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Murder by Death: Clue fans need not apply

If you’re a fan of Agatha Christie parodies, and who isn’t, then you’ve likely seen 1985’s Clue. The cast of cult classic supporting actors and actresses was the top of the list for its time. But before the likes of Christopher Lloyd, Tim Curry, and Madeline Kahn were the kings of quirk there were Peter Sellers, Truman Capote, and Peter Falk. These three also attended a fateful dinner party in a secluded mansion with Eileen Brennan, who oddly enough stars in both films. Perhaps more odd is the fact that in 1976 Brennan played the blonde bombshell  in Murder by Death and less than 10 years later she was the bumbling Miss Peacock. The plot in both films is unremarkable similar for a Christie parody but I shall do you the displeasure of remarking. In both films a series of people who each have a sordid connection to a decidedly odd and very likely rich man who lives alone in a mansion are invited to dinner. They are all immediately trapped in the home and their blackmailer is murdered resulting in a series of humorously convoluted attempts to discern the identity of the murderer. The difference lies in the identity of the characters. While Clue is a collection of the characters from everyone’s favorite murder mystery board game of the same name, or Cluedo for our imperial readers, Death by Murder is a collection of the world’s greatest detectives.

As a result, each actor was chosen based on their past roles as detectives. Peter Falk was of course TV’s Columbo, though he shed his polite and courteous demeanor for a blunt and irreverent approach as San Francisco private eye Sam Diamond. Peter Sellers starred in one of my all time favorites, Dr. Strangelove, but he is also well-known for his portrayal of Inspector Clouseau in the Pink Panther films. In Truman Capote we have the writer behind Breakfast at Tiffany’s we have the start of a new genre with his nonfiction novel and film, In Cold Blood. We even have an Agatha Christie-esque character in Jessica Marbles. But I have over looked the most startling bit of casting of all. Alec Guinness as the bumbling blind butler a scant 11 months before he would return the screen to become a legend among nerds for generations as Obi-Wan Kenobi. The characters themselves certainly do not blend as well as those in Clue, though to be fair the Clue characters had more than 40 years to work on their group dynamic.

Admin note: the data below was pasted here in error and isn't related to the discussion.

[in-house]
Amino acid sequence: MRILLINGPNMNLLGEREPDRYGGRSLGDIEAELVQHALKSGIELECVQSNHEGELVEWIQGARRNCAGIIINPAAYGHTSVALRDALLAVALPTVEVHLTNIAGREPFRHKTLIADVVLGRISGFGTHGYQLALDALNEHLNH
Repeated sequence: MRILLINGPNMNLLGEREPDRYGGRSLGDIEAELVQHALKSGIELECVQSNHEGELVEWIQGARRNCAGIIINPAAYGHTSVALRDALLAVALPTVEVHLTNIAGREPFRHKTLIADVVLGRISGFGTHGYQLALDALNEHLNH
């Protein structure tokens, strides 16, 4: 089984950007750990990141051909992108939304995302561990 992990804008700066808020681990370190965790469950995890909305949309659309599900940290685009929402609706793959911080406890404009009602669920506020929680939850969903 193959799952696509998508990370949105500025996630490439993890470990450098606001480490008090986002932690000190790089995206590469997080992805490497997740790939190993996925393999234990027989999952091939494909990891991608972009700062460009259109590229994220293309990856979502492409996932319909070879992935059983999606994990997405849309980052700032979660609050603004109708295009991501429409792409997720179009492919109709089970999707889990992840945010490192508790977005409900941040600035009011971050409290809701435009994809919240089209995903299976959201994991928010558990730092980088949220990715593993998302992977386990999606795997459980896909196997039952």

Man who make fun Chiny no get cheap shoe

This clash is due largely to Peter Sellers’ character. Sellers is one of the most versatile actors I have ever found on the big screen, he has been a bumbling Frenchman, a well spoken Indian (the colonial variety, not the native), a deranged German Nazi sympathizer, James Bond, and even Queen Victoria herself. But as a Chinaman, and I use a derogatory term to describe a derogatory character, he is offensive to the point of distraction. Calling the sheriff a nigger in Blazing Saddles is one thing, but an Englishman portraying a Chinese guy complete with buck teeth, slanted eyes, and poor grammar for an hour and a half is a bit too much.

The murder  mystery itself makes liberal use of dues ex machina to glaze over contrived plot holes. There is so much poorly explained back and forth sleight of hand that if you watch the movie in the right position you will in all likelihood need a doctor to fix your plumbing. These writer’s oversights come crashing down around an abrupt and wholly unsatisfying ending. Clue’s ending, which originally varied from theater to theater in homage to the variable outcomes of the game, is by far the more chaotic, comedic, and down right entertaining of the two.

Peter Falk and Christopher Lloyd are equal contenders for the Sherlock Holmes award, but Eileen Brennan loses twice to Madeline Kahn in the clever seductress category. In life Truman Capote is the greater oddball, but in these murder mysteries it is Tim Curry who gets the most laughs for his creep factor. James Cromwell, of Green Mile and Babe fame, was fascinating as a Frenchman, but sleazy Michael McKean‘s Mr. Green far outshines him as a much more well-rounded character. In the end the choice is clear, Clue is the all around better movie. But if you must watch them both, watch Murder by Death first so you can gain some pleasure from it without making constant comparisons.

Now if you’ll excuse me, I’m going home to sleep with my wife!


5 Responses

  1. Well, I had this movie in my Netflix queue, but I’ve already seen ‘Clue’ and love it, so I don’t know if I should watch ‘Murder by Death’ after all.

    • I would only consider it as a last resort. If you’re with a group of friends and that’s the only movie they can agree on you could do worse. But if there is virtually anything else in your queue I would watch it first. It’s not a horrible movie, but Clue does it so much better.

  2. Nice way to end the article. I love it. I also agree with your review. It is almost impossible not to compare them, and clue is a better movie.

  3. Haha, I threw that in with you in mind. Clue is a far better film and it’s really too bad because Murder By Death has a good collection of talent.

  4. I don’t think you understand that Seller’s portrayal was supposed to be offensive. He is parodying characters like Mr. Moto and Charlie Chan from the 30’s which were offensively played by white men. As you said, all of the characters are parodies of famous detectives from fiction. But I agree that his portrayal wasn’t good, he just wasn’t funny and that was his own fault as well as the writer’s. Peter Falk’s Bogart parody was the funniest.

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